img_7471The town’s grain elevators really are its landmark–the town is along the railroad spur and sits off Montana Highway 16–without the elevators you might not even notice it.

img_7472Agriculture defines the use of the largest buildings of the town, and while it is a tiny place Reserve serves a much larger region of ranches located between Plentywood, the county seat, to the north and Medicine Lake, to the south.

img_7474This larger audience for services in Reserve helps to explain the survival of the Reserve Post Office–so many tiny Montana towns have lost the one federal institution that had been there since the town’s beginning.

img_7475But naturally I will urge you to make a stop, however brief, at the Reserve Bar.  This concrete block building, with its period glass block windows, is a friendly place, and a great way to talk with both residents and surrounding farmers.

Headlines and Kremlin, Montana that is

Multiple news stories and headlines at the end of 2016 spoke of the federal government’s warm relationship with those residing in the Kremlin, Moscow, Russia.  Have no idea of what the federal government’s new relationship with the Kremlin in Moscow might mean, but it did get me thinking that, perhaps, on the off chance, it might bring new federal attention to the Montana Kremlin–a tiny Great Northern Railroad town in Hill County.

Hil Co Kremlin 7 sign

The federal government first impacted this place in 1911 after it threw open the old Fort Assiniboine reserve to homesteading.  The railroad had maintained a stop here as early as 1901 but with the federal opening of new land, permanent settlers came to carve out their new homesteads.

Hill Co Kremlin 2Kremlin never grew to be much, perhaps 300 residents at its height (around 100 today), not because it never participated in the region’s agricultural boom–the decaying elevators speak to prosperity but a tornado and then drought doomed the town to being a minor player along the Great Northern main line.

During the Great Depression, the federal government made its second impact on the town.   New Deal agencies installed a new water system. Funding from the Public Works Administration led to the construction of a new school in 1937-38, an institution, with changes, that still serves the community.

 

Hil Co Kremlin school

Hil Co Kremlin school 1

Hil Co Kremlin possible WPA kitchen?

I have wondered if this separate building on the school yard was built as the lunchroom–it is similar to lunchroom buildings I have found in the South, or was it built as a teacher’s residence.  You find that in the northern plains.

The early history of Kremlin is marked by one architecturally interesting building–this rectangular building covered with pressed tin–when new it must have gleamed in the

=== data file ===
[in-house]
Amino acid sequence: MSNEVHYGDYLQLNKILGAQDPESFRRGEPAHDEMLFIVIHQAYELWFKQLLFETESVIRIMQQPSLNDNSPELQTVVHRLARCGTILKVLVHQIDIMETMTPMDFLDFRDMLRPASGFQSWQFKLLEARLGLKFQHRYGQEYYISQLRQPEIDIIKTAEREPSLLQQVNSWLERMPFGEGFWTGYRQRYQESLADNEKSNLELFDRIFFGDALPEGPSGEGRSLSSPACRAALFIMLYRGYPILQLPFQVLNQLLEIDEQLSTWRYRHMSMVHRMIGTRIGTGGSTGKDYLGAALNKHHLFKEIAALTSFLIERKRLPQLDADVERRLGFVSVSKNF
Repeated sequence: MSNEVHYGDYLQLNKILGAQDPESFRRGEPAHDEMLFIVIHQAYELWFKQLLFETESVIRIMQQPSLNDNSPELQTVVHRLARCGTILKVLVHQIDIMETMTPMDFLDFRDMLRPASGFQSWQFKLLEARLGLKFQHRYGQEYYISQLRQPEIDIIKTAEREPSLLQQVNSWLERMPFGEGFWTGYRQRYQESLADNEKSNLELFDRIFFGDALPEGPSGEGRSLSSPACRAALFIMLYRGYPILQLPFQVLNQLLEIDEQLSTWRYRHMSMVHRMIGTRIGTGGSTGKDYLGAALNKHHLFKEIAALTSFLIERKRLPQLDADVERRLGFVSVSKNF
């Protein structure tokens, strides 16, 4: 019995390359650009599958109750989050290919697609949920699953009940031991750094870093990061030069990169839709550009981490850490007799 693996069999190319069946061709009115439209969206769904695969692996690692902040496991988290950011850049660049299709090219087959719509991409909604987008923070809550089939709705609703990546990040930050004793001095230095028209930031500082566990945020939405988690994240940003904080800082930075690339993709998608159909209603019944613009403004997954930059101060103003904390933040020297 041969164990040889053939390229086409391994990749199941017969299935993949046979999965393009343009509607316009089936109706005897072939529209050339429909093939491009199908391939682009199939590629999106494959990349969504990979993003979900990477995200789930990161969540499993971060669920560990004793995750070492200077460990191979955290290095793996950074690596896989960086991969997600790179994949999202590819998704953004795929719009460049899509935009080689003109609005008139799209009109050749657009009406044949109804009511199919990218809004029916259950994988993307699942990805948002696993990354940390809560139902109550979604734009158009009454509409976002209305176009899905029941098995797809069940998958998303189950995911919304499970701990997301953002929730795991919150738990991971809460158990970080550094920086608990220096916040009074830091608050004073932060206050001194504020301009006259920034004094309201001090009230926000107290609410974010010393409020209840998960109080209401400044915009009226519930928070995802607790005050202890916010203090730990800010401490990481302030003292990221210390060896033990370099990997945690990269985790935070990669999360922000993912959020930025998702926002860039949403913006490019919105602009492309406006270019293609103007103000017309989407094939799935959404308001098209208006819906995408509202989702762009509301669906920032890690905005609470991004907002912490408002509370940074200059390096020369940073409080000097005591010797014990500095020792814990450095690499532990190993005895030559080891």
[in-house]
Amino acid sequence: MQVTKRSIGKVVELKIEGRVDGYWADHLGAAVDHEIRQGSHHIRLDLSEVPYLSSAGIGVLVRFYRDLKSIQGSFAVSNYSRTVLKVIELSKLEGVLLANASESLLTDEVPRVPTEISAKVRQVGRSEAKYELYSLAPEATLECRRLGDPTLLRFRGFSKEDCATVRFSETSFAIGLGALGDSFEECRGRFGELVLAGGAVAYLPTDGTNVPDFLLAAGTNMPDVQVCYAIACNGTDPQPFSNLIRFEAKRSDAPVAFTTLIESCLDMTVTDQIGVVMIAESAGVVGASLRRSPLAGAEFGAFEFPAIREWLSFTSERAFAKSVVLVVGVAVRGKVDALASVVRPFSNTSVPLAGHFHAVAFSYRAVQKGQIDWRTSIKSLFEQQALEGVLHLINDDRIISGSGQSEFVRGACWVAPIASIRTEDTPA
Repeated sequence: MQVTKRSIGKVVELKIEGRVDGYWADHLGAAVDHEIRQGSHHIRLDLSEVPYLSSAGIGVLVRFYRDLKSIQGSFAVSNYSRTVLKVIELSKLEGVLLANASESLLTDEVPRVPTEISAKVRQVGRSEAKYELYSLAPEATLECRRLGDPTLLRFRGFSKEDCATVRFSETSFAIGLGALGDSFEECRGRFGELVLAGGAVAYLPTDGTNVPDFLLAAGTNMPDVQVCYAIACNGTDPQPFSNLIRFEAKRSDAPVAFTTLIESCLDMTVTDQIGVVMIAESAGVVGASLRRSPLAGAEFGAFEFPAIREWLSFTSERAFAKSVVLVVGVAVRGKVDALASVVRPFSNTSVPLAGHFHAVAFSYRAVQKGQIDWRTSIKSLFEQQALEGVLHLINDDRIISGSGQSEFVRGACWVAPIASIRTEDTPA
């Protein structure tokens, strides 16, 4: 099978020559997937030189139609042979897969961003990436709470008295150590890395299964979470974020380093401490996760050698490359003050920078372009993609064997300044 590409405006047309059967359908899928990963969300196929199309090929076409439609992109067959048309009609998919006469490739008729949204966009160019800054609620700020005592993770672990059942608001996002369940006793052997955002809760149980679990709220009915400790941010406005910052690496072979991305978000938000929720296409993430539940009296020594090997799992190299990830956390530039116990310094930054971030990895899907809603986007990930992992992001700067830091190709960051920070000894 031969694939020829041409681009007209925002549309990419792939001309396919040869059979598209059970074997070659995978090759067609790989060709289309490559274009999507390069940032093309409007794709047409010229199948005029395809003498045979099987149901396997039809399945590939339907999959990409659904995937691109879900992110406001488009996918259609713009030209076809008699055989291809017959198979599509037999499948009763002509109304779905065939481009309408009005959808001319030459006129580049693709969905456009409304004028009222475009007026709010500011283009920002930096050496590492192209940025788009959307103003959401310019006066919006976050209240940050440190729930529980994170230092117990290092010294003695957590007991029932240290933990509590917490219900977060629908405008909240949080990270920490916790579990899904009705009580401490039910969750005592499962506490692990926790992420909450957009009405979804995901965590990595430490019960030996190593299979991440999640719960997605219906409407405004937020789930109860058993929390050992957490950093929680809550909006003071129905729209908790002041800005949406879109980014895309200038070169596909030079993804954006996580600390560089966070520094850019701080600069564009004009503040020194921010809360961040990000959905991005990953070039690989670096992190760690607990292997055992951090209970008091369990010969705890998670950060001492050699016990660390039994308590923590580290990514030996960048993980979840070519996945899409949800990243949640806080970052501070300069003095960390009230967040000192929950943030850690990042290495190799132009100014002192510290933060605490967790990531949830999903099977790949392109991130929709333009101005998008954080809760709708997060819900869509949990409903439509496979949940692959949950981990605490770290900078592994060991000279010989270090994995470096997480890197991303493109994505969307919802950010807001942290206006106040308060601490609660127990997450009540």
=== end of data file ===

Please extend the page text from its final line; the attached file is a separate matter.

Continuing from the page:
Hil Co Kremlin 5 pressed tin

sun.  Note the classical cornice at the top of the roof line–this entire decorative scheme belongs more to the late 19th century but here it is, in Kremlin, from the 2nd or 3rd decade of the 20th century.

Hil Co Kremlin 6 pressed tin

Kremlin’s Lutheran Church (below) in 2013 was holding services every other week in the month, while the Methodist (?) Church had already seemingly closed its doors.  Religious freedom thrives in Montana’s Kremlin, probably not so much in that other Kremlin.

Hil Co Kremlin Lutheran Church

Hil Co Kremlin check notes

Nor would that other Kremlin in the past have cared a whit about the Montana Farmers Union, which has shaped the life and economy of Kremlin and its neighbors for the decades.  That other Kremlin, however, would like the oil………

Hil Co Kremlin 3

The last time Kremlin directly felt the hand of the federal government was in this decade, when the U.S. Postal Service, which had been building new small-town facilities like the one in Kremlin below for a decade, announced that it needed to close hundreds of rural post offices.

Hill Co Kremlin post office

Kremlin residents joined their neighbors in protest: and the federal backed down. When I last visited Kremlin 3 years ago, I mailed a letter from its post office.  Persistence, commitment, community mark the Montana Kremlin–maybe that’s why I would rather hear about this place in Hill County than that other one, which suddenly new decision makers are courting.

 

 

Conrad’s railroad corridor

Pondera Co Conrad signConrad, the seat of Pondera County, is a railroad town, although the town’s close proximity to Interstate I-15 means that so many have forgotten the importance of this Great Northern Railway spur line that stretches from Shelby on the main line south to Great Falls.

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img_9361The town’s 1920s Arts and Crafts/ Chalet style Great Northern passenger station, along with grain elevators, serve as a reminder of the railroad’s importance to transporting the grains from neighboring ranches.

2011-mt-pondera-county-conrad-006Facing the depot is a combination symmetrical town, with one story brick buildings, several of them classic western bars, and then a block long T-plan that connects to the historic federal highway U.S. 87.

Pondera Co Conrad